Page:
My pitch was complicated. If you know the HWFO material, you know we have spent two years hammering out an internet novella breaking down the social constructions and media interactions that make up the modern internet metabrain, what biologists might call the superorganism, or Peter Limberg has come to characterize the “noosphere.” And we originally went down this nutty thought experiment to try and explain why the media is lying about guns. How can someone render the fat on this thought experiment to cook it into a two-minute elevator pitch? Especially for the aforementioned SHOT Show monoculture?
Here’s what I went with.
The modern media generates its revenue from outrage and anxiety. The maximal outrage and anxiety is created by media snippets that divide the country into exact 50/50 splits, making them argue, and farming the arguments for clicks. The media around guns, anti and pro alike, are guilty of this. Because people are partially products of their environment, this media behavior carves the country into 50/50 tribes. Politics is downstream of the tribes, which is why we see election results so narrowly close to 50/50 splits. This is no individual’s fault, and it’s probably unfixable, and if we are going to navigate gun rights in a positive direction we must accept that this is the sea in which we swim.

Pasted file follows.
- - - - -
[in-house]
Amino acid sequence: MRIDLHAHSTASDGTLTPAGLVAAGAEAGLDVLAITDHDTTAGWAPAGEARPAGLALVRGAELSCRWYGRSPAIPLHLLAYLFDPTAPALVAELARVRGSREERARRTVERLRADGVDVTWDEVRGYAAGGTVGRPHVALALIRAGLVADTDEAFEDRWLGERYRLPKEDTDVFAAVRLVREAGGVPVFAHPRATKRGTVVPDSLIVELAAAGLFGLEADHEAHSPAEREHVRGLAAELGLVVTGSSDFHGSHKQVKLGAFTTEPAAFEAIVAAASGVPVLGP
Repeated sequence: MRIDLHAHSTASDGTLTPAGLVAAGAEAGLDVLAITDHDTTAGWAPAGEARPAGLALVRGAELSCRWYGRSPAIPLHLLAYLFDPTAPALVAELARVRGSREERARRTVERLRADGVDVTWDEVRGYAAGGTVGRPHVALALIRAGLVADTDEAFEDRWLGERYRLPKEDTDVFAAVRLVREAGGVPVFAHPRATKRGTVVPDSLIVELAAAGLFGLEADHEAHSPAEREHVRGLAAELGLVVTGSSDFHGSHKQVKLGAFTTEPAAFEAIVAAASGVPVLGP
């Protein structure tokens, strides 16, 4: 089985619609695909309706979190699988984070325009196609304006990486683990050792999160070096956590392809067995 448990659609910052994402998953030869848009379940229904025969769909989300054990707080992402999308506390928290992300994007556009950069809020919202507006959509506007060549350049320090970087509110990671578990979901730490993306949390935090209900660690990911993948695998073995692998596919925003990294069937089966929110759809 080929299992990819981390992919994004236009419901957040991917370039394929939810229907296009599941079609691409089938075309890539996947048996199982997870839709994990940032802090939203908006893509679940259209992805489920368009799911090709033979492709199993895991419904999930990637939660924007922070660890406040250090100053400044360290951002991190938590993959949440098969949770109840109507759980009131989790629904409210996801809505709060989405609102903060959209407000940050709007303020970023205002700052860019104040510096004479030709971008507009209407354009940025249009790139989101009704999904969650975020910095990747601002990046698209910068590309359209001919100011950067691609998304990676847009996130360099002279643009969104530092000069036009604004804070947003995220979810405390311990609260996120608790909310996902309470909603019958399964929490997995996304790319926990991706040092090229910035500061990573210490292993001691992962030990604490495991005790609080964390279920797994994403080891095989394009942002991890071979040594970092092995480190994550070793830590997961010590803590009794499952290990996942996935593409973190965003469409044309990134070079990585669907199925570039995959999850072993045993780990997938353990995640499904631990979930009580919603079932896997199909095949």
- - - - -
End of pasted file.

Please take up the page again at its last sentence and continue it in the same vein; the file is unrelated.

Which means, very specifically, that if gun rights are attached to one of the two 50/50 tribes, then the ceiling for gun rights is 50% of the country, and the most gun advocates can possibly hope is to be in power half the time. If your goal is any higher than that, then gun rights must be detached from the culture war. There is no other option, like it or not.
It’s a garbage elevator speech because it’s still too long, but it’s the best I could develop. It’s more like a “one and a half cigarettes” speech. I didn’t throw it at many manufacturers, because (A) they don’t care, and (B) I’m not a particularly large gearhead. Walking around with Daiji and Mike, our artist team, I just let them talk because they knew meaningful questions to ask the folks at Holosun or Aimpoint or Brownells, while I dicked around trying to figure out what trigger to buy for my AR.
The only gear related report I have is this. Keltec has absolutely figured out how to make a bullpup that feels right. Shooting the RDB rifle and KSG shotgun have risen to the top of my range “to do” list. The only procedural advice I have, is the fifth floor bathrooms of The Sands Expo are worth the escalator trip.
We met with many people, but these were the highlights for me personally:
Iain Harrison — editor at Recoil Magazine
Iain reached out to OSD cold, with a one liner email that said something along the lines of “Why aren’t we working together?” We met him early in the week, and the meeting was very positive. It may lead to Recoil republishing some of our work, possibly even in print form, which would be fun.